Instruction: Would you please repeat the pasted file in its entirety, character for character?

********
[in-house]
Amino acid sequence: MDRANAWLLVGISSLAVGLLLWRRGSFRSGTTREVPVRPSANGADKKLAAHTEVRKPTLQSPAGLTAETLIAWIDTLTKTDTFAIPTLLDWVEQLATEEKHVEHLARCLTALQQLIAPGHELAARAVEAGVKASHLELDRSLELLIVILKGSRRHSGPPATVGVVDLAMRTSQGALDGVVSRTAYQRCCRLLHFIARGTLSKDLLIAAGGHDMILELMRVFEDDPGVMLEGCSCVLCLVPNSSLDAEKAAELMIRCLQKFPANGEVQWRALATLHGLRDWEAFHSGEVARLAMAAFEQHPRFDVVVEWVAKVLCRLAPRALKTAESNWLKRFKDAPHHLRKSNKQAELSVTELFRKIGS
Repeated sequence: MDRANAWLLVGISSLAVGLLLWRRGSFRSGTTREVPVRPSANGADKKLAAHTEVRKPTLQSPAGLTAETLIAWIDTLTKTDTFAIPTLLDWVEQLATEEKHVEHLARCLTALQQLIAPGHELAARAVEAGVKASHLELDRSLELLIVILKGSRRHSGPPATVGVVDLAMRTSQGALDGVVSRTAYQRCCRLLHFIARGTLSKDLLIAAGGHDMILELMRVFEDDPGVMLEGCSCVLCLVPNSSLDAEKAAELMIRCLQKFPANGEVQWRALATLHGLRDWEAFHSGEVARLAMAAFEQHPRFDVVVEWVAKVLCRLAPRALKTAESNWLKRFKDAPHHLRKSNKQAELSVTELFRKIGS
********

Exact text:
[in-house]
Amino acid sequence: MDRANAWLLVGISSLAVGLLLWRRGSFRSGTTREVPVRPSANGADKKLAAHTEVRKPTLQSPAGLTAETLIAWIDTLTKTDTFAIPTLLDWVEQLATEEKHVEHLARCLTALQQLIAPGHELAARAVEAGVKASHLELDRSLELLIVILKGSRRHSGPPATVGVVDLAMRTSQGALDGVVSRTAYQRCCRLLHFIARGTLSKDLLIAAGGHDMILELMRVFEDDPGVMLEGCSCVLCLVPNSSLDAEKAAELMIRCLQKFPANGEVQWRALATLHGLRDWEAFHSGEVARLAMAAFEQHPRFDVVVEWVAKVLCRLAPRALKTAESNWLKRFKDAPHHLRKSNKQAELSVTELFRKIGS
Repeated sequence: MDRANAWLLVGISSLAVGLLLWRRGSFRSGTTREVPVRPSANGADKKLAAHTEVRKPTLQSPAGLTAETLIAWIDTLTKTDTFAIPTLLDWVEQLATEEKHVEHLARCLTALQQLIAPGHELAARAVEAGVKASHLELDRSLELLIVILKGSRRHSGPPATVGVVDLAMRTSQGALDGVVSRTAYQRCCRLLHFIARGTLSKDLLIAAGGHDMILELMRVFEDDPGVMLEGCSCVLCLVPNSSLDAEKAAELMIRCLQKFPANGEVQWRALATLHGLRDWEAFHSGEVARLAMAAFEQHPRFDVVVEWVAKVLCRLAPRALKTAESNWLKRFKDAPHHLRKSNKQAELSVTELFRKIGS